Stock & Shares ISA

(Nick Slade) #1

Hey all!

I know Freetrade offer and Investment ISA for £3 a month, but many of you seem to have them with other banks and companies.

Where else other than freetrade do you have one? What are you charged and how does it compare to freetrade?

(Ben) #2

Unless you have substantial earnings why use an ISA? you can get 2,000 divs a year and make 11,700 in capital gains without any tax liability. So those using an ISA are either hoping for a super duper capital gain or have a large ISA balance.


ISA was with Vanguard. Have withdrawn funds now that are sitting in a Freetrade GIA waiting until the new tax year when I will open a Freetrade ISA.
I don’t want to juggle the figures and worry about tax now or in the future so it’s ISA all the way.
Fees wise I will be better off with Freetrade over the long haul as Vanguard charge a percentage.

(Kenny Grant) #4

Or receive dividends or capital gains from other sources.


At any point the government can change tax allowances for dividends and cgt, they could do the same with isa’s but my guess it would be alot harder. My preference is to cover the what ifs if you can and it doesn’t cost much more than alternative accounts elsewhere (or cheaper depending on holdings)

(Rob N) #6

It’s £30 a year if you pay in advance…

(Dave Smith) #7

You can only put a limited amount per year in an ISA, If you save a large pot up first it could take multiple years to transfer it. so if you believe that at any time in the future you might be making 2000+ in dividends or making large capital gains you need to start putting money in now

Think Positive!

(Ben) #8

Absolutely but many investors wont have 20k a year to invest. Most young people will also want a home one day and unless your isa returns beats your mortgage interest it’ll likely be a small portfolio many people will have

(Alex Sherwood) #9

There’s other reasons to use ISAs even if you’re not investing 20k in a year, we’ve explained those here -

(Jeff puckering) #10

What are the other benefits in the article as I just re-read, are you referring to the simple tax admin? If your investments and dividends are below the threshold do they still need to be declared? The 19/20 financial year will be the first time I need to do a tax return so genuine question as I wasn’t intending to get the ISA for a few years as I’m only investing £50 ish a month, so will take a while for me to reach the thresholds…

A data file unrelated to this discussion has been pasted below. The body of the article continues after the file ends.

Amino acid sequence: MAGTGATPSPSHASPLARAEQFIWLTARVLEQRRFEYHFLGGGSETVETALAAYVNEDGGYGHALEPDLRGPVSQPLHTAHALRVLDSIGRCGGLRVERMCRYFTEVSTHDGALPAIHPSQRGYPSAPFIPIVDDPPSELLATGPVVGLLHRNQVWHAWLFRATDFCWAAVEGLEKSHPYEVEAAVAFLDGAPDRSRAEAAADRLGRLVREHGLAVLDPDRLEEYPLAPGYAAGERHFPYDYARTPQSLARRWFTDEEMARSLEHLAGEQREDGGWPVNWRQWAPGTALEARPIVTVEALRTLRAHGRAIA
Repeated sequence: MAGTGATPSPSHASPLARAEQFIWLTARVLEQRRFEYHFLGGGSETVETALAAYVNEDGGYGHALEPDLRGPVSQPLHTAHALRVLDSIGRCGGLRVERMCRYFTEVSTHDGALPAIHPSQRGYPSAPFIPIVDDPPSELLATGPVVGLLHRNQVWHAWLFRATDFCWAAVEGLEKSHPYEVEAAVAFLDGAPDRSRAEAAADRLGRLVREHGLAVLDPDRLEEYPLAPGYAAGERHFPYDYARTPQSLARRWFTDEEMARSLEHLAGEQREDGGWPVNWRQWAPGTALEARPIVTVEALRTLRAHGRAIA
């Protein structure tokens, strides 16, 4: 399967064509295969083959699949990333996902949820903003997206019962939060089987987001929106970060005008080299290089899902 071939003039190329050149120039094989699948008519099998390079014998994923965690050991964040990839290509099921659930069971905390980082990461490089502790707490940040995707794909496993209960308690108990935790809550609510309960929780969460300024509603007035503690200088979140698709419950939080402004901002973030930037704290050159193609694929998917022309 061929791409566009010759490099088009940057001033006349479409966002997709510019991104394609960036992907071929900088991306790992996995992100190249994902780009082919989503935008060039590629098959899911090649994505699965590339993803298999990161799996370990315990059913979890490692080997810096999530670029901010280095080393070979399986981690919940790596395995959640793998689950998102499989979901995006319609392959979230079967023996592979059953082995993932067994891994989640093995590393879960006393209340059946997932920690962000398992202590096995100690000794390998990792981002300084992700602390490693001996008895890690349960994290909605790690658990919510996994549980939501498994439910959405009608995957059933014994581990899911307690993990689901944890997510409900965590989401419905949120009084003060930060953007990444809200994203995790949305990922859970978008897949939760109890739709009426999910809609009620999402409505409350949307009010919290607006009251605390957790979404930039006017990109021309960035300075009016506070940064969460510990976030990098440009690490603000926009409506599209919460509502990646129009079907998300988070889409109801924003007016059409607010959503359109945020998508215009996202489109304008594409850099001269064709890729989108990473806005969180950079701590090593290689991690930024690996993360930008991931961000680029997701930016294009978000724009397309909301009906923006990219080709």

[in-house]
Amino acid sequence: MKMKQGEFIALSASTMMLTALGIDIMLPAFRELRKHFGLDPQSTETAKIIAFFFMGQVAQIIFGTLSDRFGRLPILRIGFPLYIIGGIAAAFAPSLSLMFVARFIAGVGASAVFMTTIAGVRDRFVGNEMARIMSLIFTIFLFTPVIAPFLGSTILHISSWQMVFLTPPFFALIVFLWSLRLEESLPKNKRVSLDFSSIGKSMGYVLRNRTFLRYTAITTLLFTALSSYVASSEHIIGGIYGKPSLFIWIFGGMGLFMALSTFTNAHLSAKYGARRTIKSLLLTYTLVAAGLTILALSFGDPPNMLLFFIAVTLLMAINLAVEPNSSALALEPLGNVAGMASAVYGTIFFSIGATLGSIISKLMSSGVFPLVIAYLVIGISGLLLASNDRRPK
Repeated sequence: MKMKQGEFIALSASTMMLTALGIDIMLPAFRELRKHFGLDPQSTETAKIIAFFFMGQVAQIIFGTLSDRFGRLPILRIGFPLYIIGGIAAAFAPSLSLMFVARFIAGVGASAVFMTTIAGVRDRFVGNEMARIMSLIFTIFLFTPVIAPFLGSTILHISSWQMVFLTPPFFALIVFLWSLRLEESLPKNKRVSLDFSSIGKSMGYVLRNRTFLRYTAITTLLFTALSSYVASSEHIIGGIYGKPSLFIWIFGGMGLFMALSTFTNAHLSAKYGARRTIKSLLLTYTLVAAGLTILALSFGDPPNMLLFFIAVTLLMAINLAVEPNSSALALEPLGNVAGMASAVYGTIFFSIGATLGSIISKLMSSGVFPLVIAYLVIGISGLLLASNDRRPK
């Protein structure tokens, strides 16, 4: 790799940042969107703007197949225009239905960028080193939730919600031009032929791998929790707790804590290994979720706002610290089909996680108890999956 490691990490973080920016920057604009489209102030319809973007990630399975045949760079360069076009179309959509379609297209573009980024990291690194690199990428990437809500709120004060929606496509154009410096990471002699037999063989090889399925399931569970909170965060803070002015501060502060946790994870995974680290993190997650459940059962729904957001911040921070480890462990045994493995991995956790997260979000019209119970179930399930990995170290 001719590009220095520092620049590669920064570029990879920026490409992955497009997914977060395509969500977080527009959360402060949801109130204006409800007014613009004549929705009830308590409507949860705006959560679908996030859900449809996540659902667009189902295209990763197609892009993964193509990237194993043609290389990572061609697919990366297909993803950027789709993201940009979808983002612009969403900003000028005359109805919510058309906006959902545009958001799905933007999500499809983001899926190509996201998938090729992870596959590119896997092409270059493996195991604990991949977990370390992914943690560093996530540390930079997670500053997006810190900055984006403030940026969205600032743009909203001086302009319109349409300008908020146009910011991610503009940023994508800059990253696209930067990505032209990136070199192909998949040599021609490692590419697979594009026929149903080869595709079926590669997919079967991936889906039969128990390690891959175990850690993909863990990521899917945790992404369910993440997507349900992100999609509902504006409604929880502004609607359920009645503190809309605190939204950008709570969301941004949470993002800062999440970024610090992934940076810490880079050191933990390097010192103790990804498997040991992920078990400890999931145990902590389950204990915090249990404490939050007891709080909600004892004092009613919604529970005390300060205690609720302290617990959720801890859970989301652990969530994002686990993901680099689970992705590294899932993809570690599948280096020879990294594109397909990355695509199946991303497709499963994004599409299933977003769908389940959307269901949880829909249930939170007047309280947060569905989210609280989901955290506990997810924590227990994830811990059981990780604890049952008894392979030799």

(Vladislav Kozub) #11

The HMRC website says you only need to declare if your taxable gains exceed your Annual Exemption Allowance (currently £11,700). However, you will also have to declare the proceeds regardless of whether you made a profit or not if you satisfy two conditions:

  • the total amount you sold the assets for was more than 4 times your allowance
  • you’re registered for Self Assessment

Unless you sold assets and gained more than £46,800 gross (2018/2019), you would not need to report it.

(Jeff puckering) #12

Thanks @Vlad helpful as always! @alex.s I guess I’m still non-the-wiser as to why a new investor saving less that £100 a month would need an ISA for a good few years (unless they had some incredible skills/luck)


Another way to think about it is, if a ISA account doesn’t create any extra work, or pose any issues then you might as well use a ISA account?

The other thing about the £11,700 capitals gains allowance is you can easily exceed this if you dispose of a large asset. In which case you would either have to wait another year before you can dispose of your shares, or pay the CGT. While on the other hand if you have the shares in a ISA then you are fine.


If it was that simple, of course it would be a no-brainer. But the ISA costs money; the GIA does not. At low levels of investment, £36 could completely wipe out any gains you make in the market, defeating the point. (Or more likely, it would reduce your % gains by a noticeable amount.)


I say if your circumstances allow let’s all get Freetrade ISA’s and support Freetrade in this awesome app / product they are developing and help them grow and our Freetrade ISA portfolios grow long term (TAX FREE in our ISA’s) ! :boom::freetrade:


A new investor saving so little should not, at least not with Freetrade.

If you just want to keep things simple and not worry about tax issues and are dead-set on starting out with an ISA, you’d get one with a platform that charged a low % platform fee instead of a fixed cost. I’d recommend Vanguard as the lowest cost.

(Jeff puckering) #17

This exactly, if I stick to my average of £50 a month the £36 fee is 6% :grimacing: which is why I was pretty certain I wouldn’t have use of an ISA for a good few years. Until I started to read this thread anyway!


For my sins I’ve an ISA with Hargreaves Lansdown who charge 0.45%.

Why? I wanted to buy into Fundsmith. But going direct with them was £100pm minimum which at the time was too much (HL minimum is £25pm). The Fundsmith charge is 1.05% direct or 0.95% via I class shares which are available through platforms like HL. But since the fees are taken from income it’s hard to notice.

But I also prefer open ended funds like this to ETFs, which you can’t do with Freetrade.

But now I don’t want to transfer out because that’s expensive, for now at least.


I totally see where your coming from Jeff. You know what’s best for you.
6% will be on a sliding scale downwards as your portfolio grows.


I probably missed some context, as I thought it was a general question about ISA accounts. Of course only Jeff knows best whether to go for a GIA or ISA.

To further complicate matters, longer term investors are better with ISAs as the allowance is only for the year and the fees will be less impactful as the portfolio grows. But completely get your point of view.